ASSESSMENTS

The Stumbling Blocks of Biden's New Indo-Pacific Economic Bloc

May 24, 2022 | 20:17 GMT

A photo taken on May 23, 2022, in Tokyo shows U.S. President Joe Biden and Japanese Prime Minister Fumio Kishida attending a video call with leaders from countries in the Indo-Pacific Economic Framework for Prosperity.

A photo taken on May 23, 2022, in Tokyo shows U.S. President Joe Biden and Japanese Prime Minister Fumio Kishida attending a video call with other leaders from countries in the Indo-Pacific Economic Framework.

(SAUL LOEB/AFP via Getty Images)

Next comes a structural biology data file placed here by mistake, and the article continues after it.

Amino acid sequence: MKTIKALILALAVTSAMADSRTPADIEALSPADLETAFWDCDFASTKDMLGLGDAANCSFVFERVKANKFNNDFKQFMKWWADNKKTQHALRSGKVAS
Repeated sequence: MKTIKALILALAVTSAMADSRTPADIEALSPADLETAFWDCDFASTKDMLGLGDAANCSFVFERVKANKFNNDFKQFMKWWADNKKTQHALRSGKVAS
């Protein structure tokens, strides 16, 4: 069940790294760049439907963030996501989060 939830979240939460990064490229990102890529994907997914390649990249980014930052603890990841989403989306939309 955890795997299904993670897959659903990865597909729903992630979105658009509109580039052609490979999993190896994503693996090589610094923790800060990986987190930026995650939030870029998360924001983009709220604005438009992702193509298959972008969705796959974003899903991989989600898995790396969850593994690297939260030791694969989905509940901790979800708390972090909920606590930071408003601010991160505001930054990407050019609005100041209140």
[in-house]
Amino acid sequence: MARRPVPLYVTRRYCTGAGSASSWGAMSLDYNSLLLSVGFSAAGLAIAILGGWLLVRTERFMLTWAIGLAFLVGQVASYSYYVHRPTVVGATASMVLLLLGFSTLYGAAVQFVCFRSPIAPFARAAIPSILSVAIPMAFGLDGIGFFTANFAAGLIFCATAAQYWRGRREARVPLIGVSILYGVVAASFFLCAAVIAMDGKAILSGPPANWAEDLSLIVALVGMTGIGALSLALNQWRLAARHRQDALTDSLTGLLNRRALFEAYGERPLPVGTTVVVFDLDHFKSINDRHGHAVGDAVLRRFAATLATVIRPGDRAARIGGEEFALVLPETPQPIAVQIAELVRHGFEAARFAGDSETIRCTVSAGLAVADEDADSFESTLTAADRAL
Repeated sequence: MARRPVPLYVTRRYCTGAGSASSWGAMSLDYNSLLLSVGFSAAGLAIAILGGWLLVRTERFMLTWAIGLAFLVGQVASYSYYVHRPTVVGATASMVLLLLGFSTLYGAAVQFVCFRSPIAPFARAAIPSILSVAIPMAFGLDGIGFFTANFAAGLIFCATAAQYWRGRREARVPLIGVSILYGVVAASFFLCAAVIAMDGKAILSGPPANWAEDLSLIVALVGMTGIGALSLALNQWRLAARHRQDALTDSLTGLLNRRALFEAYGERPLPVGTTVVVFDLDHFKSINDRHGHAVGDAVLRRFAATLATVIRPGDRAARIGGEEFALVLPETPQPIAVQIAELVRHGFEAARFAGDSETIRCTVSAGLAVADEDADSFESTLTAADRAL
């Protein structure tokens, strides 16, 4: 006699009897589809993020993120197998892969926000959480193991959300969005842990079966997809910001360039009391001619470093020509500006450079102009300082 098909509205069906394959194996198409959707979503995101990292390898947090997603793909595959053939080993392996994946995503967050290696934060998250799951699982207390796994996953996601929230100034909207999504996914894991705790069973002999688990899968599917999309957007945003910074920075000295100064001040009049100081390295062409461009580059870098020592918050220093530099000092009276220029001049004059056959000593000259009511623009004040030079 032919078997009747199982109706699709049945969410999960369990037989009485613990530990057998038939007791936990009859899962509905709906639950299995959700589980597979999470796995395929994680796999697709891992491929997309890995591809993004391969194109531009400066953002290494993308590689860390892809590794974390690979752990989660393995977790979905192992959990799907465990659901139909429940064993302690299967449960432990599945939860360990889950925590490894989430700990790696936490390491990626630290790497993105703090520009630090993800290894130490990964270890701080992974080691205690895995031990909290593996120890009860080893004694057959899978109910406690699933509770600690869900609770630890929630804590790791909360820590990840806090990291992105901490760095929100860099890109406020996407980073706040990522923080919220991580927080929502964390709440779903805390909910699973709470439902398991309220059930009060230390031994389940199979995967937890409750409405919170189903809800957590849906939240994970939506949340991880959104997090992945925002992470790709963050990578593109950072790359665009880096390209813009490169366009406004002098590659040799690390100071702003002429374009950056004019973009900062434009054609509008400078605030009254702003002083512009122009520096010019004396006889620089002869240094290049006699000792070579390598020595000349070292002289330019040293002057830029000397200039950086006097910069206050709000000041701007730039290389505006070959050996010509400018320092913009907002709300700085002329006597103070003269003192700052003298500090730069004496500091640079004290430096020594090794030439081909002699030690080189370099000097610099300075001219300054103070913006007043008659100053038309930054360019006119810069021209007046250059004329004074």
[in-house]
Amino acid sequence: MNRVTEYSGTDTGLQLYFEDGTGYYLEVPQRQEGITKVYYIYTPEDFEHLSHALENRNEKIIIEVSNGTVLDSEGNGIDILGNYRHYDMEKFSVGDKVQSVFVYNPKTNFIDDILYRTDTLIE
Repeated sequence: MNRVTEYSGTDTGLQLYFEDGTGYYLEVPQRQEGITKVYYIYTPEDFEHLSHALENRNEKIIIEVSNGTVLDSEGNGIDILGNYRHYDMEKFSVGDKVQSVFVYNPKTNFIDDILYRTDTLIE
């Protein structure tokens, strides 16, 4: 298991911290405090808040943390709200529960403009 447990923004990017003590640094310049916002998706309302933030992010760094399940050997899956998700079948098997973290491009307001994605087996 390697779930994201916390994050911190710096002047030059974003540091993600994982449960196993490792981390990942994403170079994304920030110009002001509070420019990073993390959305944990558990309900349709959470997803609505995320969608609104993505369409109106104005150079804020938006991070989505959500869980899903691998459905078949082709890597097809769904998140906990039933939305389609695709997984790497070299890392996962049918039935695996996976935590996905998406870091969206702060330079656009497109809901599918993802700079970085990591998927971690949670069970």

The Indo-Pacific Economic Framework is a new vehicle for the United States to counter China economically in the Asia-Pacific region, but its narrow scope and disagreements between members will limit the effectiveness of the new initiative. During U.S. President Joe Biden’s five-day trip to Asia, the United States and 12 other countries announced on May 23 that they were “launching the process to establish” the Indo-Pacific Economic Framework for Prosperity. According to a joint statement, the IPEF -- which Biden first unveiled during the East Asia Summit in October -- will form the economic cornerstone of the United States’ strategy in the Asia-Pacific region after the former U.S. administration withdrew from the Trans-Pacific Partnership (TPP) in 2017, less than one year after the United States signed the free trade pact. In addition to the United States, the IPEF will include Australia, Brunei, India, Indonesia, Japan, Malaysia, New Zealand, Philippines, Singapore,...